Evaluating self-directed learning abilities as a prerequisite of health literacy among older people: Findings from a validation and a cross-sectional study

Lucia Cadorin, Luca Grassetti, Eva Paoletti, Angelisa Cara, Ivana Truccolo, Alvisa Palese

Research output: Contribution to journalArticlepeer-review


Aims and objectives: To validate a tool measuring self-directed learning (SDL) abilities and to determine these abilities among older individuals attending the University of the Third Age. Background: Health literacy (HL) and SDL abilities have been documented as being closely linked to each other and as prerequisites in enhancing self-management competences required by older people to protect their health and to manage health issues. Furthermore, individuals with SDL abilities have been documented to have a full understanding of their health treatment prescriptions, to be able to demonstrate increased compliance and to further develop self-care competences. Design: A validation and a cross-sectional study design. Methods: A consecutive sample of 313 older people (68.7% female) who attended lessons in two Italian Universities of the Third Age and who were willing to participate in the study were enrolled. The Self-Rating Scale of Self-Directed Learning (SRSSDL) validated previously in the healthcare context, was used. Results: At the exploratory and confirmatory factor analysis, the SRSSDL in Older people (SRSSDLO) has demonstrated good psychometric properties: the tool is composed by four factors (“Awareness,” “Attitudes,” “Availability” and “Motivation”) and 13 items. According to the findings, the average SDL score was 54.27 ± 6.69 out of 65, and women achieved significantly higher scores compared with men (54.81 ± 6.69 vs. 53.08 ± 6.54, p =.033), while participants with a university degree (55.95 ± 6.56) or secondary education (54.75 ± 6.13) had higher scores than those with lower secondary education (50.37 ± 7.34, p =.002). Conclusions: Participants were responsible for their learning processes and were capable of identifying learning needs and goals. They were also internally motivated to develop learning methods and to organise learning activities. However, they were less able to keep up to date with the learning resources available. Implications for Practice: The SRSSDLO can help nurses identify healthy older people that lack SDL abilities and design tailored educational interventions to prevent health conditions and/or promote self-care management in chronic conditions.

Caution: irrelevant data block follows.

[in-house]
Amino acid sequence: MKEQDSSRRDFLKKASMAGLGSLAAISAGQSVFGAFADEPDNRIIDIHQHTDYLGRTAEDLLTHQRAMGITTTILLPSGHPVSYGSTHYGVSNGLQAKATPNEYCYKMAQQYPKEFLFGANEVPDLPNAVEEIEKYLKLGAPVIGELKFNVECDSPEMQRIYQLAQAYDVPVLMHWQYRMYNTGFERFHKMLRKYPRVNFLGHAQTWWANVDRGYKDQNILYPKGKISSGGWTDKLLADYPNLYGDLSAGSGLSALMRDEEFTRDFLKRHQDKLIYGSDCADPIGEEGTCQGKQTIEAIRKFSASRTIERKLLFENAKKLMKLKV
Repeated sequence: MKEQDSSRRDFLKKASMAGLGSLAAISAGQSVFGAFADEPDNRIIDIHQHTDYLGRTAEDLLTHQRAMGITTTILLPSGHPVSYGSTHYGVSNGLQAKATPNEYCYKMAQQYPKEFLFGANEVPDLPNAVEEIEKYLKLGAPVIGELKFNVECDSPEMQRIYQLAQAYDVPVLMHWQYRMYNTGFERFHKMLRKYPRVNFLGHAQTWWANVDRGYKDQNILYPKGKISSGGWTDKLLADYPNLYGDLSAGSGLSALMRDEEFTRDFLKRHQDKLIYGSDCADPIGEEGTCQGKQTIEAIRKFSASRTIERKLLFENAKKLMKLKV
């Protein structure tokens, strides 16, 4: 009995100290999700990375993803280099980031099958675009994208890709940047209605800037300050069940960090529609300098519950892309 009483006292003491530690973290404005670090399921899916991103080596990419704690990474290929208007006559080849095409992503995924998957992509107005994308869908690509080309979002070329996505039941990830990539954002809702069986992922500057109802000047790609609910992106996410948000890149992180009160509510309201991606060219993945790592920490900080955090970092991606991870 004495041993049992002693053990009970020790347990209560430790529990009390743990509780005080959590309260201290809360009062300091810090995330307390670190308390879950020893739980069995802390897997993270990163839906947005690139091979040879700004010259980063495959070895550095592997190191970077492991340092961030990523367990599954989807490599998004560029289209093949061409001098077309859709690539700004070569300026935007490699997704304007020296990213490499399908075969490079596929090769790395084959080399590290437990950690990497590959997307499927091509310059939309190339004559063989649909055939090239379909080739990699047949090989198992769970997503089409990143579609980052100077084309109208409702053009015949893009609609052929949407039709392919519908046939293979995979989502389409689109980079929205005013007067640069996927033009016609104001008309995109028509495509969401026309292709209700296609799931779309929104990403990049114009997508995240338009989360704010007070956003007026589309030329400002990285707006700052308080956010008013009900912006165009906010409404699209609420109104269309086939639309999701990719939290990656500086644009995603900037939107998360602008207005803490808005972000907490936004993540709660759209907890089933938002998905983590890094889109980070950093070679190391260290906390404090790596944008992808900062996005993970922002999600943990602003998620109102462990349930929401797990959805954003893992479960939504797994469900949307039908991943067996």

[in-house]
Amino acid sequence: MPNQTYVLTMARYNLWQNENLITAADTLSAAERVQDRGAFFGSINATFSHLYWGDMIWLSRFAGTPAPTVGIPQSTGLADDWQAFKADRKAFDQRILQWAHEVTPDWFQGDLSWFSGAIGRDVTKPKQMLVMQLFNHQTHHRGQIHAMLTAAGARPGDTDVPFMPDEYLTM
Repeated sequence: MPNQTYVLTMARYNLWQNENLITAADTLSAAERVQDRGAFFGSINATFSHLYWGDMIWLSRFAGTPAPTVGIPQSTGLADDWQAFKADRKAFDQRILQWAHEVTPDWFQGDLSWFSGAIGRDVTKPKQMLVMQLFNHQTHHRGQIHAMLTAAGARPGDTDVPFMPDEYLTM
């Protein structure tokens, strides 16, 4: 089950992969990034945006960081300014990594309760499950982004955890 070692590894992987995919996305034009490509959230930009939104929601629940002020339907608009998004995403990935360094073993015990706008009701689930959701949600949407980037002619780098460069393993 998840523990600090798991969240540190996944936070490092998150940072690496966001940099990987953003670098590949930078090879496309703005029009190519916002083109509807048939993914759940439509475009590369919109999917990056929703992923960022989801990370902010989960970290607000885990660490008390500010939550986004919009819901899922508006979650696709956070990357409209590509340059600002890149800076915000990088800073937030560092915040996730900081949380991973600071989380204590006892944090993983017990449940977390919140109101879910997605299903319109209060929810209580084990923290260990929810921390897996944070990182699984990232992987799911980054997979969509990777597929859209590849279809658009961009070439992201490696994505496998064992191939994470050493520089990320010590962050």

Original languageEnglish
Article numbere12282
JournalInternational journal of older people nursing
Publication statusAccepted/In press - Jan 1 2019


  • health literacy
  • health promotion
  • older people
  • self-directed learning
  • self-management

ASJC Scopus subject areas

  • Gerontology


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